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  1. #1

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    Default Tube amp question

    I bought a tube amp that powered on and worked fine the first time I tried it out, but now it will not power on.

    It has the following tubes in it:
    1-5u4g
    1-6br8
    1-12ax7
    4 - el84/6bq5

    Which one of these would keep the unit from powering up if gone bad? Iím sure it could be a lot of other things but I wanted to start with the tubes first.


    My knowledge of the inner workings of a tube amp are limited, please type slowly.



    Thanks,





    G

  2. #2

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    Does it have a fuse? Check the fuse.
    If the fuse blows on power-up, likely problems are:
    shorted rectifier (the 5U4), shorted power supply capacitor, or shorted winding in the power transformer. A bad (shorted) output tube (one of the EL84's) or a shorted output transformer might make it blow fuses too. There are other possibilities, but the power supply's the first suspect in a vintage amp.

    Unfortunately, unless you know that a new-to-you vintage tube amp has been in recent, regular use, it's never a good idea to power one up "cold"... far better to use a Variac (variable autoformer) to slowly bring it up to line voltage, reforming the ancient electrolytic capacitors (e.g., specifically the main ones in the power supply).
    all the best,
    mrh

  3. #3
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    Is it ok to let them sit a month or two without using them?

  4. #4

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    Thanks, I appreciate the info.





    G

  5. #5

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    The first time you powered it up, did you have speakers connected to the amp?

    BTW, what make and model amp is this?
    'Political Correctness'.........defined

    "A doctrine fostered by a delusional, illogical minority and rabidly promoted by an unscrupulous mainstream media, which holds forth the proposition that it is entirely possible to pick up a turd by the clean end."

  6. #6

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    The first time you powered it up, did you have speakers connected to the amp?
    That's a very good question... although, unfortunately, IME if damage (to the output transformers) is to be done by open-circuiting the outputs, it can happen fast and "leave no other marks" :-(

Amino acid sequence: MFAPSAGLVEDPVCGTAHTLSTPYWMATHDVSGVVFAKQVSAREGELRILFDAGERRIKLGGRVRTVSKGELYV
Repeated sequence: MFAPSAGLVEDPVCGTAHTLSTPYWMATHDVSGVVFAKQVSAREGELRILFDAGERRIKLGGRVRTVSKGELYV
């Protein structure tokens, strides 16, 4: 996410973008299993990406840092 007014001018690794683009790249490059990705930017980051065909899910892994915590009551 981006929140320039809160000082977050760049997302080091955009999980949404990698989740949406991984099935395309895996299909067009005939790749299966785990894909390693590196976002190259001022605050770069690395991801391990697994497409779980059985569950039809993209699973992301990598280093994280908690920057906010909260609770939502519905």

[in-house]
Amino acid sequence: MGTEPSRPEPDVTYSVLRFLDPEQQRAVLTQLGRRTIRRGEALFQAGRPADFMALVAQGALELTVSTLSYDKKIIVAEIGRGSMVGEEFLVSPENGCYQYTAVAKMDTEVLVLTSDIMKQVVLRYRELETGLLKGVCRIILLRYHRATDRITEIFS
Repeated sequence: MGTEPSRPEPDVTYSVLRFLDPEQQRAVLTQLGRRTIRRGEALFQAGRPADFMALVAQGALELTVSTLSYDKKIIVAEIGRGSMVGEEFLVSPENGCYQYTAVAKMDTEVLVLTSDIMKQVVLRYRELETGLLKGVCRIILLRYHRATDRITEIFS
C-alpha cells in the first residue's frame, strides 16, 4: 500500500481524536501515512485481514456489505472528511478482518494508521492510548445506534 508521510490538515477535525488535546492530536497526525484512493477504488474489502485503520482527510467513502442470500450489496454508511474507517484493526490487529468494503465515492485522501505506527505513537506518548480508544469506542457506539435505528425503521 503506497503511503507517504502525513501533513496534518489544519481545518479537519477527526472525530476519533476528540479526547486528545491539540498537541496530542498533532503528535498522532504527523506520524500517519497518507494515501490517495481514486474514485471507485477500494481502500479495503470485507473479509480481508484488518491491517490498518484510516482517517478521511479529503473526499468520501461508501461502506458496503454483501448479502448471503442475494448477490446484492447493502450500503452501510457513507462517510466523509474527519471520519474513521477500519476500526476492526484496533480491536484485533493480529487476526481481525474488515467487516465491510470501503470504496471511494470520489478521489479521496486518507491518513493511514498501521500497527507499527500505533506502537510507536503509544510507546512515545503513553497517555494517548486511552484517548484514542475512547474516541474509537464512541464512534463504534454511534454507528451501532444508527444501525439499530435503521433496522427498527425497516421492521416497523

I'm assuming the OP's amp is plumb dead (as in, no filaments lighting).
    all the best,
    mrh

  7. #7

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    Quote Originally Posted by candyliquor35m View Post
    Is it ok to let them sit a month or two without using them?
    I think it really depends on how old/new is the amp. Most of the problems is from the surge to the old caps that are somewhat dried out. If the amp is relatively new or totally recapped, then a month or 2 shouldn't be a problem, IMHO. As a matter of fact, I do that all the time. I power on my old (but recapped) tube amps (with speakers connected) every 1-2 month just to pump some juice into the caps to keep them from early death ;)

    -fredv-

  8. #8

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    Does it have a fuse? Check the fuse.
    Yes sir, and it was blown.


    The first time you powered it up, did you have speakers connected to the amp?

    BTW, what make and model amp is this?
    I really do not recall, I think I turned it on then off then hooked a speaker up to it. Does it make a difference? School me on the ways.

    It's a Newcomb guitar or whatever mono amp.
    Unfortunately, unless you know that a new-to-you vintage tube amp has been in recent, regular use, it's never a good idea to power one up "cold"... far better to use a Variac (variable autoformer) to slowly bring it up to line voltage, reforming the ancient electrolytic capacitors (e.g., specifically the main ones in the power supply).
    I'm 100% positive this thing has not seen use in quite some time and has not been in climate controlled enviroment..... I had better read up on that Variac info.

    Thanks for the info.




    G

  9. #9

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    The rule of thumb: Don't run a transformer-coupled tube amplifier without a load (open circuited).

    Don't run an "output transformerless" solid state amplifier short circuited.

    These two rules of thumb will save one much grief! :-) You can buy a "dummy load" from Parts Express if you don't want to use speakers for some reason.

    Tips on bringing up a vintage tube amplifier may be found at:
    http://www.audiokarma.org/forums/showthread.php?t=778

    If you don't have, and don't wish to invest in a Variac (variable autoformer), you can build a "poor man's Variac" with a light bulb in series with one leg of the AC mains. See: http://www.audiokarma.org/forums/sho...man%27s+variac

    Hope this is helpful.
    all the best,
    mrh

  10. #10

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    "poor man's Variac"
    Ah yes that's right up my ally, I think I have what I need on hand.

    Thank you sir.



    G

  11. #11

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    If you think you will have chance to work on tubes in the future, this one won't break your bank either - http://www.mpja.com/prodinfo.asp?number=15162+TR

    -fredv-

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